Essentially, marketers marketing marketing. The argument is a little silly, because it uses the early adopter base in e-readers and extends it to the growth in e-readers (which will presumably come to resemble the general population). The idea (advertising in e-books) is an extrapolation of something which has been tried repeatedly, with marginal success. Anyone who has ever read a serialized novel. The last one I read in situ was probably a Lois McMaster Bujold novel serialized in Analog and the whole experience of trying to buy copies of Analog at bookstores as they came out made me so angry at a series of bookstores that it groomed me to become an _very_ early customer of Amazon, and the windowing effect -- making the novel available in serial form in a magazine before it was available to buy as a book -- was so poisonous that it really slowed me down on the Vorkosigan series. You should understand: whenever a new Vorkosigan novel came out, I was so freaking committed I went back and reread the whole series from the beginning. Then I bought it in hardcover. Then I read it the day I bought it. It took a lot to turn me off these books.
I read the following with incredulity:
It's not Adin this time; it's Mike Cane. The style is very different and I would never describe Cane as pedantic.
Cane's reasoning is straightforward. Once ads are in books, authors/publishers will be forced to do whatever the advertisers want them to do (or not do things the advertisers don't want them to do). There are some problems with this as a thesis, but first, I just want to point out that what Harlequin did that so freaked Cane and the blogger he pointed to out was remove some misogynistic violence. Harleqin did this for the reason that _everyone_ bowdlerizes: to make a cultural artifact acceptable to a population which would otherwise reject it. There are people who would prefer the cultural artifact be left unchanged but also unavailable (that would be me, at least in this case) and there are people who would prefer the cultural artifact be left unchanged and the population of consumers adjust to accept it (I fall on this side in some circumstances as well, and to use a hardboiled example, I _don't_ prefer "motherraping" as a replacement for "motherfucking", thank you very much, in Chester Himes novels).
To return to the point. Advertiser induced changes in magazines, television and movies are the result of a fare-box recovery issue that is obviously not present in books, at least not in the examples given.
"When it comes to non-fiction, say, who’s going to advertise in a book revealing war atrocities our troops committed in foreign lands? Nobody."
Really? I find that a little hard to believe. There are plenty of organizations that are anti-war and would presumably be all over supporting this project -- and I'm betting there are people on the victims' side who might want in, too.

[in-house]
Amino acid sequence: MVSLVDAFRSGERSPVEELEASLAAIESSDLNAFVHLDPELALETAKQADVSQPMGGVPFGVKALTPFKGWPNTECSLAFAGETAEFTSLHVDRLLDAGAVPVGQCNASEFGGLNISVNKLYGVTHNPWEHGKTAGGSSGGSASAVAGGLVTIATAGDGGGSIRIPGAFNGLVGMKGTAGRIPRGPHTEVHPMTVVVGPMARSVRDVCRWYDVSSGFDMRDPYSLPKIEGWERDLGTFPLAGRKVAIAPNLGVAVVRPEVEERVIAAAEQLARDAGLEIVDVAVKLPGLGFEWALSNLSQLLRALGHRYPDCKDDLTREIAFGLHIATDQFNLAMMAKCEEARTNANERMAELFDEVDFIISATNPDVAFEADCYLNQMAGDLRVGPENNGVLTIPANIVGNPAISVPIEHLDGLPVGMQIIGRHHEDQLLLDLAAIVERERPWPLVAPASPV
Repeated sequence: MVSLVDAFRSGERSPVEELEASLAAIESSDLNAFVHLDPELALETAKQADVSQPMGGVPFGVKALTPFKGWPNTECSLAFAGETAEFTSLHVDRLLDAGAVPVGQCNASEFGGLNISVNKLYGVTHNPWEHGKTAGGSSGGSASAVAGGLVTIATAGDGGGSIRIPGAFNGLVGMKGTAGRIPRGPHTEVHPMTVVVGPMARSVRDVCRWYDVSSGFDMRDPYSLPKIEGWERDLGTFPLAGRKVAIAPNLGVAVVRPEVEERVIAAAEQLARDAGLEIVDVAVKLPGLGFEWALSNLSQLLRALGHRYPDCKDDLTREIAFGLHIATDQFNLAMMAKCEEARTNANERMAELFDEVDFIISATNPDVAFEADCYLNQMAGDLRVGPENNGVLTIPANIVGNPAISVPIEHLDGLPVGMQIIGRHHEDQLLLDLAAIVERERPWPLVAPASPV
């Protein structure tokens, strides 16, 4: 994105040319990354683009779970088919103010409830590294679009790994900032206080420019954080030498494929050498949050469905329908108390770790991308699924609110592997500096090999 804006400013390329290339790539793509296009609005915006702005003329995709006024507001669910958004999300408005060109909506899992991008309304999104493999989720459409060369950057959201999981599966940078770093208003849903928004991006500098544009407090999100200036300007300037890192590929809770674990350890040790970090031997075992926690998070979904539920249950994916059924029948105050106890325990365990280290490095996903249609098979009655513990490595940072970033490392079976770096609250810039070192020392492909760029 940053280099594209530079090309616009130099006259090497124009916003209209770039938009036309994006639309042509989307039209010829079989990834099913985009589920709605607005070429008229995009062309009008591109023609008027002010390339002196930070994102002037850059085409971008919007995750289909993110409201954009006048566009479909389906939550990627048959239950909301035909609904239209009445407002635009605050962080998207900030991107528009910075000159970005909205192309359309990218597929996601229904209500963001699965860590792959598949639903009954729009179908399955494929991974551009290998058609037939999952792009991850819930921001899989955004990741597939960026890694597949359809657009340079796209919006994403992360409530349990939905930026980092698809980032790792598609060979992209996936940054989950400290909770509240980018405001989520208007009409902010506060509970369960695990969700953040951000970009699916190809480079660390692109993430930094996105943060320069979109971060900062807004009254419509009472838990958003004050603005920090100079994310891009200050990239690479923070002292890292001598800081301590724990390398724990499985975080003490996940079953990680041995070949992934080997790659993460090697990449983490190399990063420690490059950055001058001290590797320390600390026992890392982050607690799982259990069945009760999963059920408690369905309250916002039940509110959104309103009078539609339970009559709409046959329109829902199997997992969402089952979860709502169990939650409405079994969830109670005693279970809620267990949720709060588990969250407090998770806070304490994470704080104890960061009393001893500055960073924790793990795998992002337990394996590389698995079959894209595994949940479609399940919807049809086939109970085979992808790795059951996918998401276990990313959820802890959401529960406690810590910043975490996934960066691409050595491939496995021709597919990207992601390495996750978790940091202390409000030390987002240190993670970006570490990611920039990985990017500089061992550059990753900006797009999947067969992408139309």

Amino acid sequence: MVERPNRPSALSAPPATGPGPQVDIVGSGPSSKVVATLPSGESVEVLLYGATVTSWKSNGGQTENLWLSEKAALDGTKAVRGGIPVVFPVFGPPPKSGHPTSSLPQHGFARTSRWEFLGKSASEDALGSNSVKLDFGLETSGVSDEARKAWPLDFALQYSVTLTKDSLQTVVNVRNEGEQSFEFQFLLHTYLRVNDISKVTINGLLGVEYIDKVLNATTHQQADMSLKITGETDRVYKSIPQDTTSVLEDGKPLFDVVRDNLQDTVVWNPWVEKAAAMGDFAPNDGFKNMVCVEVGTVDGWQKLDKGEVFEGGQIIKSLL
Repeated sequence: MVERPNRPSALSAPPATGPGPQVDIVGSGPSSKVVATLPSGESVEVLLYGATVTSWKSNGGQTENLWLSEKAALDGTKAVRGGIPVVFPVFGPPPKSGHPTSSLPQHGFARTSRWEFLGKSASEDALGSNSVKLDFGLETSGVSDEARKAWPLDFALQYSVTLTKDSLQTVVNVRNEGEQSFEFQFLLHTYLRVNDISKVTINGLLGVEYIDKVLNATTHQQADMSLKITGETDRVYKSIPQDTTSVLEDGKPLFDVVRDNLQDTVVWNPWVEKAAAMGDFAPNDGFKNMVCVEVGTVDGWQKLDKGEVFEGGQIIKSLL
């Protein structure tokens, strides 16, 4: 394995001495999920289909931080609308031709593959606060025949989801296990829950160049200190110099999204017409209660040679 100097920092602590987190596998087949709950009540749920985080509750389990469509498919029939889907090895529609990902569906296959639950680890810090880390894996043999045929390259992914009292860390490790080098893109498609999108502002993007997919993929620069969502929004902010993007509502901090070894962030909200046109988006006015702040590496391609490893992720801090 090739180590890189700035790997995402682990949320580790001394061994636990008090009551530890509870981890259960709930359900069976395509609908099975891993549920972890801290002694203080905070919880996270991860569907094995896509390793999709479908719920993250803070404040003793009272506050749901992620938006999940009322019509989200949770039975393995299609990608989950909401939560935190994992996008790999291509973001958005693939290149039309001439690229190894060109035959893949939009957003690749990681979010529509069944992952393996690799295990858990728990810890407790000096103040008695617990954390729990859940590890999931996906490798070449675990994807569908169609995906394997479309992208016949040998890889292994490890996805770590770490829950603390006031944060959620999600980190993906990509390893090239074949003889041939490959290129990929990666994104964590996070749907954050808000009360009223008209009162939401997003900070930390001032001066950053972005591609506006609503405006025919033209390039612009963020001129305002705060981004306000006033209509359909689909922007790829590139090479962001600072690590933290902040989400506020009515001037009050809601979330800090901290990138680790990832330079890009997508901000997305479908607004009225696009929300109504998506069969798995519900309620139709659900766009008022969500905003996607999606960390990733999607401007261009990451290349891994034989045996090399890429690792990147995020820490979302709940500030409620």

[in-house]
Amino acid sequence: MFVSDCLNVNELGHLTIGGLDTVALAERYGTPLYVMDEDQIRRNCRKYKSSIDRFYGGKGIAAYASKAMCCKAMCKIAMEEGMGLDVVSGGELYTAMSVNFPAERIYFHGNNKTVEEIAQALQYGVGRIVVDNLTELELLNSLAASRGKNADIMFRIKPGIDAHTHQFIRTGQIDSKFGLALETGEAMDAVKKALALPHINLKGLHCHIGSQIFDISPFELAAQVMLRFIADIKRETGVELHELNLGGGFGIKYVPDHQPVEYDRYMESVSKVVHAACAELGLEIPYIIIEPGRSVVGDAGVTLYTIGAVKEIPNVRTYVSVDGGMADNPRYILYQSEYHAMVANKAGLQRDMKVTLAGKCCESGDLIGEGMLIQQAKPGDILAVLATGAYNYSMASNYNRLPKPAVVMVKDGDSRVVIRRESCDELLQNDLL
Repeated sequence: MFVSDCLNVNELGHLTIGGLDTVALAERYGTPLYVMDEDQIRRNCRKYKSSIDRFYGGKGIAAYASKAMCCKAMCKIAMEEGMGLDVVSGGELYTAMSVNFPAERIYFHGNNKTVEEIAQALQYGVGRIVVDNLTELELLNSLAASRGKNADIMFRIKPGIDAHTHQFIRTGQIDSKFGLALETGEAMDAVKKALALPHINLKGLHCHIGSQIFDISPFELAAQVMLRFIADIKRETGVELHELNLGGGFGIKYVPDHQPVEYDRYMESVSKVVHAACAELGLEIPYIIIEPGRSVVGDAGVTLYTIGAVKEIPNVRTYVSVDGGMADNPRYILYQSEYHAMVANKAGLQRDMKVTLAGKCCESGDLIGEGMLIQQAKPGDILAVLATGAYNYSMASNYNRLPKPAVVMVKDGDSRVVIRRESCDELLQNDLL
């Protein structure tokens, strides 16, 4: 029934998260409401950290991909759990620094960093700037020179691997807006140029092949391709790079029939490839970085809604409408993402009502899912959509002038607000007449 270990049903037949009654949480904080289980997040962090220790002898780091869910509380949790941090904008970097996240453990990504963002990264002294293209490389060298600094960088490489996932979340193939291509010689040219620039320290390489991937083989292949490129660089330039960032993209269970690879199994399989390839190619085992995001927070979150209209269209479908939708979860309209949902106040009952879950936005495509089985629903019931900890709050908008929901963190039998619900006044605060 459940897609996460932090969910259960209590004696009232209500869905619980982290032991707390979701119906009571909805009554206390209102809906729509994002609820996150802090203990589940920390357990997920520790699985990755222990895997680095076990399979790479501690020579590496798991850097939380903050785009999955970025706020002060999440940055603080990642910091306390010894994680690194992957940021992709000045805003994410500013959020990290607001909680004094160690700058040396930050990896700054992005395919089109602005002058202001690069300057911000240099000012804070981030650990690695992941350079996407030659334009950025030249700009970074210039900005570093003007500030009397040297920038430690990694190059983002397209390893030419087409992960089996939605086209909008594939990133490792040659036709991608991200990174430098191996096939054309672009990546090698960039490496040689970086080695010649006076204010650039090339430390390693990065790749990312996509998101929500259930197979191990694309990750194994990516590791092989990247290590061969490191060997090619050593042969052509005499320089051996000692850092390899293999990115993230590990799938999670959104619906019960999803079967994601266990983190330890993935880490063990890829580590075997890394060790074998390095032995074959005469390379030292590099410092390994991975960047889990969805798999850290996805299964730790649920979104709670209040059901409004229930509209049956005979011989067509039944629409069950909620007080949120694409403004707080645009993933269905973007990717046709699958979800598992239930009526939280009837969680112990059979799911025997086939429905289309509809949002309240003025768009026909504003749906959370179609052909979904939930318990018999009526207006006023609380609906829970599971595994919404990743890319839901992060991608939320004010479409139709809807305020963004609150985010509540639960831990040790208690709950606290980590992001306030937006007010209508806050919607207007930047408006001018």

"When it comes to fiction, who’s going to advertise in a James Patterson book in which a character has a live snake inserted up their anus? You think PETA? You think anybody?"
With Patterson's sales, I'm relatively certain that just about anyone in marketing could overcome their own personal objections. The issue would then devolve to whether an organized boycott brought the matter to the attention of someone more squeamish in corporate. In that situation, it'd be handled like all boycotts are: badly. Would Patterson be convinced to remove, the, er, offending, er, passage (sorry)? Could Little, Brown be convinced to stop, er, servicing him long enough to apply pressure to induce a change? No. The ad would be pulled, a clause in the contract would be pointed out and the money would _not_ be refunded. Ha ha ha. The next person on standby for ad space in a Patterson novel would be contacted. Patterson is the world's worst example for this; that man gets to do any damn thing he wants until his books quit moving which will not likely happen soon. The only reason a boycott wouldn't _increase_ his sales is because there aren't that many people left who aren't already buying him. (Even I read one or two before I figured out that I didn't like them and stopped.)
A better example would be someone who had one bestseller and has a second one coming out which people have high hopes for so the advertisers have lined up but there's this one paragraph ... But that's a rare bird; they're on their own.
"The endgame will be: What can’t get ads won’t get published."
And this is the point at which I blink and go, um, I'll just go read some of Konrath's blog for a while. But before I do that:
For fluffy coverage:
(That article is what Spam E-Books Are Coming articles _should_ have been.)
For better coverage (hold your nose, I know it is WSJ):
http://online.wsj.com/article/SB10001424052748703727804576012041836406736.html (headline: Marketers Test Ads in E-Books, date is 13 Dec 2010, author Emily Steel).
Steel makes some good points. Most books move few copies and they do so over a fairly wide time period, making it not particularly profitable and also hard to target ads (altho it might be possible to work around this with technology, as she notes). "many author contracts say the writer has to approve any ads." If authors, as a rule, were easy to negotiate with and inclined to make the most economically profitable decision for themselves, they probably wouldn't be authors (James Patterson excepted, of course).